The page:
June 2003


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Ian Pitchford <[log in to unmask]>
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Science for the People Discussion List <[log in to unmask]>
Mon, 2 Jun 2003 08:40:17 +0100
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New York Times

June 2 2003

Dorothy Nelkin, 69, Expert on Society and Science, Dies

Dorothy Nelkin, a New York University sociologist who chronicled the uneasy
relationship between science and society, died on Wednesday at her home in
Manhattan. She was 69.

The cause was cancer, the university said.

Professor Nelkin, a prolific author who began her research at Cornell in 1963,
was a close observer of science and how it is perceived - and, often,
misperceived - by the public.

As a practical matter, that often involved giving warnings about the potential
dangers posed by scientific advances that proceed unchecked by careful
discussion of their implications. In an interview last year, she said it was
hardly surprising that many nonscientists were unnerved by the
commercialization of the human body, as scientists seek patents for genes and

"If you are looking at the public image of the mad scientist or the scientist
out of control," she said, "the issue of patenting has aroused a lot of
concerns. The public concern doesn't just come out of space. It comes out of
real things that are happening."

But Professor Nelkin, whose husband of 50 years, Mark Nelkin, is a physicist,
was no enemy of science. Although her academic background was in the humanities
and the social sciences, she was generally comfortable in the world of science,
especially biology. Still, she kept her intellectual distance, believing that
lay writers often had a tendency to lionize science.

"She always saw science in relationship to society, and she never went native,"
said Prof. Troy Duster, a sociologist at N.Y.U.

Dorothy Wolfers Nelkin was born on July 30, 1933, in Boston and raised in
Brookline, Mass. She earned her bachelor's degree at Cornell, where she met her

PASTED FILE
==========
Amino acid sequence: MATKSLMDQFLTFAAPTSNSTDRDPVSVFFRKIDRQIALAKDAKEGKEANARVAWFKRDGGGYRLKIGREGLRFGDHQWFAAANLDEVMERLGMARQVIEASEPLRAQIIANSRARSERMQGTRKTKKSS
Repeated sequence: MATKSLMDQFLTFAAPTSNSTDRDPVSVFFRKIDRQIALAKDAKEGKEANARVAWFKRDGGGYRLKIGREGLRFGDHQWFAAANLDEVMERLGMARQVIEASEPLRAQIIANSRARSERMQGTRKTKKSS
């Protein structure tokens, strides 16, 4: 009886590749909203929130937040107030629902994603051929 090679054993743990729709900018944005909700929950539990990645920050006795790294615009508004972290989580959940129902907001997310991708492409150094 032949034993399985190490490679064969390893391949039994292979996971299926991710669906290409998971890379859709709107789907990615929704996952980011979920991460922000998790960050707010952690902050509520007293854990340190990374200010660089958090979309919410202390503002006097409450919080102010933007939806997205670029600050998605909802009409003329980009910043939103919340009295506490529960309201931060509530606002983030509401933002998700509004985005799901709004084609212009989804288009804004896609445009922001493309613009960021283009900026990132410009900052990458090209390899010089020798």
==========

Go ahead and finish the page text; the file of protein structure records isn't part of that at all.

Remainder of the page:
husband. In addition to Mr. Nelkin, she is survived by a daughter, Lisa Nelkin
of Baltimore; a sister, Nancy Wolfers of London; and a granddaughter.

Although she never earned more than a bachelor's degree in philosophy from Corn
ell, Professor Nelkin rose to hold one of N.Y.U.'s highest ranks, university

She wrote or co-wrote 26 books, including "Selling Science: How the Press
Covers Science and Technology," "The DNA Mystique: The Gene as a Cultural Icon"
and "Body Bazaar: The Market for Human Tissue in the Biotechnology Age." She
also served as an adviser to the federal government's Human Genome Project. She
was awarded a Guggenheim Fellowship in 1983.

Much of her work focused on the friction between science and technology and the
public. In the early years, she might have looked at how the location for a
nuclear plant was chosen or workers' attitudes toward their safety. Over the
past decade, though, her focus narrowed on DNA breakthroughs and their effect
on the public. She recently began exploring the aesthetic of DNA, and its
increasing depiction in art and popular culture.

The goal, colleagues said, was to lend perspective to a public alternately
smitten and scared by scientific advances.

Professor Nelkin believed that the science would be unable to live up to the
hopes floated by its promoters, many of whom stood to make a lot of money.

She worried, too, about the civil liberties issues raised by efforts to amass
databases of people's DNA for crime-fighting purposes. And she was a firm
skeptic about efforts to link behavior, especially criminal behavior, to

"By making social factors irrelevant," she wrote, "genetic explanations of
crime provide convenient excuses for those seeking to dismantle the welfare